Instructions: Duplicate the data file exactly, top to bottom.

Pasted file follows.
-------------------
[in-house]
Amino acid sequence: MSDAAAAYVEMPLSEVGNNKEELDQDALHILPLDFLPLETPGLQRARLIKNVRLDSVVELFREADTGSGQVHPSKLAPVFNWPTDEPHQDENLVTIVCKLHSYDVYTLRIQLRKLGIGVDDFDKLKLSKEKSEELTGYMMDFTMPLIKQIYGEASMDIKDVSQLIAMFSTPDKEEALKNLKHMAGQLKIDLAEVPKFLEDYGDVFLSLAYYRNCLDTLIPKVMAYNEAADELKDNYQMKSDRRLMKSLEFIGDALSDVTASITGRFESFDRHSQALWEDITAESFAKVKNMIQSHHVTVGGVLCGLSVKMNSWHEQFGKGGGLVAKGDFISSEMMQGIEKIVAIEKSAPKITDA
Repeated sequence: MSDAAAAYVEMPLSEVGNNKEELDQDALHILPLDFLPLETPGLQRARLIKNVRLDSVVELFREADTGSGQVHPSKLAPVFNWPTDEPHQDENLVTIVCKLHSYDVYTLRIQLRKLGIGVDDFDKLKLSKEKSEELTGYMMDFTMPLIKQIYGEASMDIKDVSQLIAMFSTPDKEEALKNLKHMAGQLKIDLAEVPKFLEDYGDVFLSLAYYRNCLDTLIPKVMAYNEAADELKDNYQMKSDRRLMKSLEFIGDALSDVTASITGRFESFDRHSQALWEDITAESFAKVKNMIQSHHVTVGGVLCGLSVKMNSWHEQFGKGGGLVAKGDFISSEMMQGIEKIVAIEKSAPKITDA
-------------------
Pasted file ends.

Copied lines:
[in-house]
Amino acid sequence: MSDAAAAYVEMPLSEVGNNKEELDQDALHILPLDFLPLETPGLQRARLIKNVRLDSVVELFREADTGSGQVHPSKLAPVFNWPTDEPHQDENLVTIVCKLHSYDVYTLRIQLRKLGIGVDDFDKLKLSKEKSEELTGYMMDFTMPLIKQIYGEASMDIKDVSQLIAMFSTPDKEEALKNLKHMAGQLKIDLAEVPKFLEDYGDVFLSLAYYRNCLDTLIPKVMAYNEAADELKDNYQMKSDRRLMKSLEFIGDALSDVTASITGRFESFDRHSQALWEDITAESFAKVKNMIQSHHVTVGGVLCGLSVKMNSWHEQFGKGGGLVAKGDFISSEMMQGIEKIVAIEKSAPKITDA
Repeated sequence: MSDAAAAYVEMPLSEVGNNKEELDQDALHILPLDFLPLETPGLQRARLIKNVRLDSVVELFREADTGSGQVHPSKLAPVFNWPTDEPHQDENLVTIVCKLHSYDVYTLRIQLRKLGIGVDDFDKLKLSKEKSEELTGYMMDFTMPLIKQIYGEASMDIKDVSQLIAMFSTPDKEEALKNLKHMAGQLKIDLAEVPKFLEDYGDVFLSLAYYRNCLDTLIPKVMAYNEAADELKDNYQMKSDRRLMKSLEFIGDALSDVTASITGRFESFDRHSQALWEDITAESFAKVKNMIQSHHVTVGGVLCGLSVKMNSWHEQFGKGGGLVAKGDFISSEMMQGIEKIVAIEKSAPKITDA